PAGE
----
Does It Really Work? KWWL tries the WaxVac - KWWL - Eastern Iowa Breaking News, Weather, Closings

Does It Really Work? KWWL tries the WaxVac

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When it comes to personal hygiene, people still experiment with what works best -- and nothing is off limits.

The WaxVac ear cleaner claims to be a safe and effective way to clean your ears. It promises to clean your ears by using a handheld-type vacuum to draw out dirt particles. It even says it can dry your ears by suctioning the water out.

According to their website (, "WAXVAC Ear Cleaner is the safe and effective way to clean and dry your ears!"

They say it's even safe enough for kids, so we decided to first try it out with 4-year-old Ella Betts.

"I liked it," said Betts.

Why? "It blowed air," said Betts.

Notwithstanding Betts' assertion, we decided to dig a bit deeper.

Dr. Edward Gonzales has been a ear, nose, and throat doctor for more than 25 years. He's currently at the Waverly Health Center.

"I would say probably about 15 percent of my ear patients are specifically for ear wax problems," said Gonzales.

He says he understands why people are interested in the WaxVac.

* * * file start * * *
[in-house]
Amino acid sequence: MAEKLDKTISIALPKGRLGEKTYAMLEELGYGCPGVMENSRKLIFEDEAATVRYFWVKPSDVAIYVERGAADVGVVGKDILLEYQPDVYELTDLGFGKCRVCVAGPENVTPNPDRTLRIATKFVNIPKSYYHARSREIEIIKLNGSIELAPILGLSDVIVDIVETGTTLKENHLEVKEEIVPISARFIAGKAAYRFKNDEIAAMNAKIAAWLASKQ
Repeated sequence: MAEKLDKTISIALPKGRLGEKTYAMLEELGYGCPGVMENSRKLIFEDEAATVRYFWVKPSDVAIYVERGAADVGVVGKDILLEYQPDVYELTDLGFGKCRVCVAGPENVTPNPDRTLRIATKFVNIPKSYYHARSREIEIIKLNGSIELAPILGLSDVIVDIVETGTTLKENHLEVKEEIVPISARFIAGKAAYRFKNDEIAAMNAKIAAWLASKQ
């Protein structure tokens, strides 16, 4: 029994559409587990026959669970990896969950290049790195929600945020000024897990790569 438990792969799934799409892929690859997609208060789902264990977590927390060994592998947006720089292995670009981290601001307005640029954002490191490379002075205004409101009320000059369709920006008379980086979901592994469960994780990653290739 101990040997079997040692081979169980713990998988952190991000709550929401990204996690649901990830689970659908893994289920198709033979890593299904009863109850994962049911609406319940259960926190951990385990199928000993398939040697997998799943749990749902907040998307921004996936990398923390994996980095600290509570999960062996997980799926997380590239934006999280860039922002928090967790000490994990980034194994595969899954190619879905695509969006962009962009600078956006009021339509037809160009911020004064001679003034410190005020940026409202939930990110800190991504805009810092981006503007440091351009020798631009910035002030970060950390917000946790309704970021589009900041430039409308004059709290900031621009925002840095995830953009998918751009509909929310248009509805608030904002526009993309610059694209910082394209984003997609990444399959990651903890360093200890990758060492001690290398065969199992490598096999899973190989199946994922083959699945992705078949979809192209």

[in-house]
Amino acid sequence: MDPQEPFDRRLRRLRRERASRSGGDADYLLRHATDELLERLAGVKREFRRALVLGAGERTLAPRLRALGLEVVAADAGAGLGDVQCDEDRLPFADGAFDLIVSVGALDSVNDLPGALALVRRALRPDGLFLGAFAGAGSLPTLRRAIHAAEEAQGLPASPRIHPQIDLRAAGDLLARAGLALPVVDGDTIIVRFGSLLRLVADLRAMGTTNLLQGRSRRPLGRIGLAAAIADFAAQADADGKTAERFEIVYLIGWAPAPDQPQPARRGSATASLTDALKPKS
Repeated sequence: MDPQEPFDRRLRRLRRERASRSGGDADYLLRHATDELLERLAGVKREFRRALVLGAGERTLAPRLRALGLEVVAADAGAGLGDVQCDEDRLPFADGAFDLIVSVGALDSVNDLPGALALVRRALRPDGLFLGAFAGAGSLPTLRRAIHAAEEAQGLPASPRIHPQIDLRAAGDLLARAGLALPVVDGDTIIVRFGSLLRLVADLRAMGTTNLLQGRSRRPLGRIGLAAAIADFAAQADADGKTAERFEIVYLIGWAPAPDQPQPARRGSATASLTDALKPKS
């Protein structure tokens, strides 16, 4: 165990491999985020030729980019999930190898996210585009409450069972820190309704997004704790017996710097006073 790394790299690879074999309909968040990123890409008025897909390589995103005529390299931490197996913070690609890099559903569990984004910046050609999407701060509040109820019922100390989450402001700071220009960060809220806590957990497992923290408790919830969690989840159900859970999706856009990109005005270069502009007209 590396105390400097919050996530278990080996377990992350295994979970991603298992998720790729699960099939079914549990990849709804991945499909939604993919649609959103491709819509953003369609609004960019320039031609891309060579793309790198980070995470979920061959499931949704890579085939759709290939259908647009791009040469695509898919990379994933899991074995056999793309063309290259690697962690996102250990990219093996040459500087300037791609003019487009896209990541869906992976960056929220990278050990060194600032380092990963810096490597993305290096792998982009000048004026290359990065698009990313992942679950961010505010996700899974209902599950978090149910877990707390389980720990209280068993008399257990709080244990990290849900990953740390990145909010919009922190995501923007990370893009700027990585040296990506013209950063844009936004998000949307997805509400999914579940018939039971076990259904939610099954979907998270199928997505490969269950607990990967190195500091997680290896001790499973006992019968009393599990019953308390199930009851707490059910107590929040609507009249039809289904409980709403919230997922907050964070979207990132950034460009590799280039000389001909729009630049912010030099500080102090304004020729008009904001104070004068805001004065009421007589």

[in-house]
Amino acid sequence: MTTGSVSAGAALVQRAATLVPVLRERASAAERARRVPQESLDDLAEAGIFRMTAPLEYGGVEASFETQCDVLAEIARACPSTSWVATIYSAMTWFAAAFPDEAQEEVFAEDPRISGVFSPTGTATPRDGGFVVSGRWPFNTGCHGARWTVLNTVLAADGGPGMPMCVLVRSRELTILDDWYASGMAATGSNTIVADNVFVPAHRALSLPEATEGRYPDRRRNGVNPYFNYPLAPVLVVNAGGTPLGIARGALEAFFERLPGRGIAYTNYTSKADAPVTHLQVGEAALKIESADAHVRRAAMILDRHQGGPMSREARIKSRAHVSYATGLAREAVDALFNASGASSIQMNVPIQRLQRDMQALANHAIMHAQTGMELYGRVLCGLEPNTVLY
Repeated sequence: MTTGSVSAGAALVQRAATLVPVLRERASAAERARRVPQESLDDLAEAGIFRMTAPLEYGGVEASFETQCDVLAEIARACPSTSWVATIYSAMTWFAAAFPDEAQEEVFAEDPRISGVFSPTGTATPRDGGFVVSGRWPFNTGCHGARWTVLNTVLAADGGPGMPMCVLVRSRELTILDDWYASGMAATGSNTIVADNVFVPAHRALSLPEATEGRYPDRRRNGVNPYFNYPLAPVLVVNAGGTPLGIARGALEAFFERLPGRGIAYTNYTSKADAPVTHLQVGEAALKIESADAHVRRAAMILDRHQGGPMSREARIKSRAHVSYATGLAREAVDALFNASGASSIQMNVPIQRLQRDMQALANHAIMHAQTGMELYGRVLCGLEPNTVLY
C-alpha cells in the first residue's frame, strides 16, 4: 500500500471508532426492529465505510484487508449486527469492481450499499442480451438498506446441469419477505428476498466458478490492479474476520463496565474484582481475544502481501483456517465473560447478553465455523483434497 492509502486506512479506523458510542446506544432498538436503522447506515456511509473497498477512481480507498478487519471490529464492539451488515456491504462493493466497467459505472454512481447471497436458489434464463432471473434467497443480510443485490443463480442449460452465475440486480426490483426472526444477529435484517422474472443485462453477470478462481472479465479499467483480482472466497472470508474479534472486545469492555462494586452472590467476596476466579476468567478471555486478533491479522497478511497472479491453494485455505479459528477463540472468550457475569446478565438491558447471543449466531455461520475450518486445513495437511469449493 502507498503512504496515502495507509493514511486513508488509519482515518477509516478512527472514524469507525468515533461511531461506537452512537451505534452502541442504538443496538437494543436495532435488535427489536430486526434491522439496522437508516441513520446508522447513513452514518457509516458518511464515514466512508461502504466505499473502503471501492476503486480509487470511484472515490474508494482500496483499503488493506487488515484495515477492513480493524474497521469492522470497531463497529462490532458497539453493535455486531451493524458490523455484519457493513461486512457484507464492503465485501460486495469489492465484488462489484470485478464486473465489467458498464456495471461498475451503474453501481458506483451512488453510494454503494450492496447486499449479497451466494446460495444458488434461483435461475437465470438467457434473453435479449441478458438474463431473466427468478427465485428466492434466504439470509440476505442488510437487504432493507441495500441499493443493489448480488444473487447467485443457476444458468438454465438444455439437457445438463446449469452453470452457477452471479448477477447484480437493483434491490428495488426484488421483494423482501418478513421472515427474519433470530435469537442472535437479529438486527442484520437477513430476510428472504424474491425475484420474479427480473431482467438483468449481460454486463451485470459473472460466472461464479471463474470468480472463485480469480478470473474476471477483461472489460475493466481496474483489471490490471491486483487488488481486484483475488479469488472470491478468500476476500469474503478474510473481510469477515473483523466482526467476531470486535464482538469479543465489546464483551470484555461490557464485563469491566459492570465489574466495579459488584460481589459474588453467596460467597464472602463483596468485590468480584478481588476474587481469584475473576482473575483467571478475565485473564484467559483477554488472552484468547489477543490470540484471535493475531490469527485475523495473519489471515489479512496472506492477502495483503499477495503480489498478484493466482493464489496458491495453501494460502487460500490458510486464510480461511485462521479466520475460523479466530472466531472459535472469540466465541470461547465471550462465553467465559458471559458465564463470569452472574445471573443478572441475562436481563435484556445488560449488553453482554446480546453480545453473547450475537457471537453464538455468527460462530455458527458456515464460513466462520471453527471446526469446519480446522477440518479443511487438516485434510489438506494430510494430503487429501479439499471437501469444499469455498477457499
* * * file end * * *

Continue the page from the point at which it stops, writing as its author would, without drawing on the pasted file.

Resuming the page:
"And so the whole idea is reasonable, so it's reasonable to say, 'Let's just suction that wax out,'" Gonzales said. "The problem is that it takes a pretty powerful suction to pull that wax out."

The WaxVac runs on two double-A batteries. When KWWL tried it, it barely vacuumed up water, making it hard to believe it would even suck up wax.

But even if it was powerful enough to work, Dr. Gonzales says wax is actually good for our ears.

"I think the bottom line is, when it comes to ear wax, the vast majority of us don't need to have our ears cleaned out because our ears are self-cleansing, and that's what people kind of forget," he said. "Ear wax is normal. We have to have wax because it protects us from infection."

Product: WaxVac

Claim: Removes ear wax safely

KWWL's Grade: D

Bottom line: It didn't really clean out your ears.

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